I did some poking around and couldn't find it. There is a bit of a trick (or two) to make them because it is not composed of equal-sided shapes. So then I tried to see if I could figure it out. My geometry isn't the best, so I couldn't figure it out using pure math. I tried a few different methods, including using a CAD program. I couldn't quite get it to work out. Finally I got tired of playing with it.

I started by grabbing a physical image of some dice. I pulled it into PhotoShop and grabbed some rough dimensions of one side. Then I tried re-creating the side on paper to figure out real dimensions/ratios/angles. I thought I had it, but when I pulled it into a CAD program and created it, it would never quite work out.

My notes on angle and size estimates. All are based on a width of 10 units. Angle not shown is the angle of each face from the vertical ("leaning in"). The closest I got was 45.75 degrees from vertical. http://home.ripway.com/2005-2/264571/LJ/d10_dimensions.jpg

Alas, all my nerdiness has amounted to nothing (for this endeavor). ;)

The d10 is a tricky shape. It's not a Platonic solid, of course. It's not even an Archimdian solid, because the sides are not regular polygons.

A "ten-sider" with perfectly flat sides has actually 20 sides, including ten small isoceles triangles around the equator, allowing the ten major sides to fit together. Since most people don't want the really sharp pointy ends, die manufacturers usually slice off the two "poles" and cap them with small regular pentagons.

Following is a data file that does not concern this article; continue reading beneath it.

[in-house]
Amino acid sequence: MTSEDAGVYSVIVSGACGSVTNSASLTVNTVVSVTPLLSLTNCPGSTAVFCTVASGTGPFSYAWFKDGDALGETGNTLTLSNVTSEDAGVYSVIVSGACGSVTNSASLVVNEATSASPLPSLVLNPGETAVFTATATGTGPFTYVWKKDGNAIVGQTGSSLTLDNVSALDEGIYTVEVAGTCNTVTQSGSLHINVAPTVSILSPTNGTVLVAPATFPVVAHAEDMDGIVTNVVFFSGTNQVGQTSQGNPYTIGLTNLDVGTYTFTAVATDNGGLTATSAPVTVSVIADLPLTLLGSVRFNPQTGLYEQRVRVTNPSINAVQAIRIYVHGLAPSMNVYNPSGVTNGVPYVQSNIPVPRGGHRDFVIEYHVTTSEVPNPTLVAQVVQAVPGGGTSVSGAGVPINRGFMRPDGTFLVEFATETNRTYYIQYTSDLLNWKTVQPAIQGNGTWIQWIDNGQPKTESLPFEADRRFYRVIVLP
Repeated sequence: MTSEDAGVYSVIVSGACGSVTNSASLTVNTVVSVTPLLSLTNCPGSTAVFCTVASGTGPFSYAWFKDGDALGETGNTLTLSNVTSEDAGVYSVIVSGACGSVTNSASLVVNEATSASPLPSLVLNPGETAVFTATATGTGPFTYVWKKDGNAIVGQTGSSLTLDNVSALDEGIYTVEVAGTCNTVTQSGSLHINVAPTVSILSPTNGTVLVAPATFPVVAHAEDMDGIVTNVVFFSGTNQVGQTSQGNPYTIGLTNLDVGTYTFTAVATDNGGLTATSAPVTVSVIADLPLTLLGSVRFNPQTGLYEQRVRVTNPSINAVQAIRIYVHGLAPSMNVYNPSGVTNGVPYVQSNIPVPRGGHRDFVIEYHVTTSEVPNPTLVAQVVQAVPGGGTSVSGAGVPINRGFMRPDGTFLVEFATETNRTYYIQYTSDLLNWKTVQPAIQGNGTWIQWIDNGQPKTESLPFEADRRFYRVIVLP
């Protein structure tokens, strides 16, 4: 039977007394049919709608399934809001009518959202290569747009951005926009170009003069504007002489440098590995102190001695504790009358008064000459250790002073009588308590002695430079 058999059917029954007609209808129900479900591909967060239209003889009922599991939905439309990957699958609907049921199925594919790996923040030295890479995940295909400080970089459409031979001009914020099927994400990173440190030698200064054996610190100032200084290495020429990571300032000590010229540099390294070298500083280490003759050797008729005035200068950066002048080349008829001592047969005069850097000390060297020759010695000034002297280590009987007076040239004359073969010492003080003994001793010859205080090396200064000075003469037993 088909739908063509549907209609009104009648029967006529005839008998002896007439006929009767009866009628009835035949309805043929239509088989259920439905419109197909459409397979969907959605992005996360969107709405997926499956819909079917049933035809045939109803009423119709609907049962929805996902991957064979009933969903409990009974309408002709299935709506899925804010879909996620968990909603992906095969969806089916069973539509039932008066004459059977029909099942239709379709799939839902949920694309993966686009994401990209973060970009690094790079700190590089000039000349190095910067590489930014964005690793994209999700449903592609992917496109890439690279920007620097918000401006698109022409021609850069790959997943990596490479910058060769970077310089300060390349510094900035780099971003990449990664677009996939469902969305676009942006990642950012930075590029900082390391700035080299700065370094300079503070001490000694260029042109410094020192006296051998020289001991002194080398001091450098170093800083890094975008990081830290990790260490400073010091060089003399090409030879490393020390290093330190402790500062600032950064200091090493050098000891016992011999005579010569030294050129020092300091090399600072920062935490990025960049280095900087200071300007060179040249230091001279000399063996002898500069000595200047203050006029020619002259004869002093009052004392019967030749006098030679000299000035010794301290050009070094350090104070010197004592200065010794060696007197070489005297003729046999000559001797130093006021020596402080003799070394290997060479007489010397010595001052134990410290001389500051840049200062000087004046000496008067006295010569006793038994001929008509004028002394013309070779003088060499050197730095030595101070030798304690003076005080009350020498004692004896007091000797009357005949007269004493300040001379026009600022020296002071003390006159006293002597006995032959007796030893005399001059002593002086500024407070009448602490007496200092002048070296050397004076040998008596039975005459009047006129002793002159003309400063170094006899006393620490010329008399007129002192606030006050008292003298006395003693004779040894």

For most modelling, this is irrelevant. The d10 virtually never lands on one of the end-cap pentagons, nor any of the little triangles. It has ten major bases, and it's symmetric, so that no base is larger, or more favored than any other. For modelling purposes, each face has a 0.1 chance of showing.

I'm not trying to model the probability (which is easy), I'm trying to make a graphical model. So I need the coordinates of the points of each die in space, so that I can transform them and project them onto the screen. And knowing the proportions of each face would be helpful for this, because then I can figure out the angles in a plane and then extend that to space.

edobrzelI started by grabbing a physical image of some dice. I pulled it into PhotoShop and grabbed some rough dimensions of one side. Then I tried re-creating the side on paper to figure out real dimensions/ratios/angles. I thought I had it, but when I pulled it into a CAD program and created it, it would never quite work out.

Some interesting links:

http://www.enchantedlearning.com/dictionarysubjects/math.shtml

http://www.enchantedlearning.com/math/geometry/solids/

The image of real/physical dice I used:

http://www.chessex.com/Dice/Opaque%20Dice/25401.htm

My notes on angle and size estimates. All are based on a width of 10 units. Angle not shown is the angle of each face from the vertical ("leaning in"). The closest I got was 45.75 degrees from vertical.

http://home.ripway.com/2005-2/264571/LJ/d10_dimensions.jpg

Alas, all my nerdiness has amounted to nothing (for this endeavor). ;)

highbulpakitromA "ten-sider" with perfectly flat sides has actually 20 sides, including ten small isoceles triangles around the equator, allowing the ten major sides to fit together. Since most people don't want the really sharp pointy ends, die manufacturers usually slice off the two "poles" and cap them with small regular pentagons.

For most modelling, this is irrelevant. The d10 virtually never lands on one of the end-cap pentagons, nor any of the little triangles. It has ten major bases, and it's symmetric, so that no base is larger, or more favored than any other. For modelling purposes, each face has a 0.1 chance of showing.

highbulplucifer1011Lucifer >:}

highbulp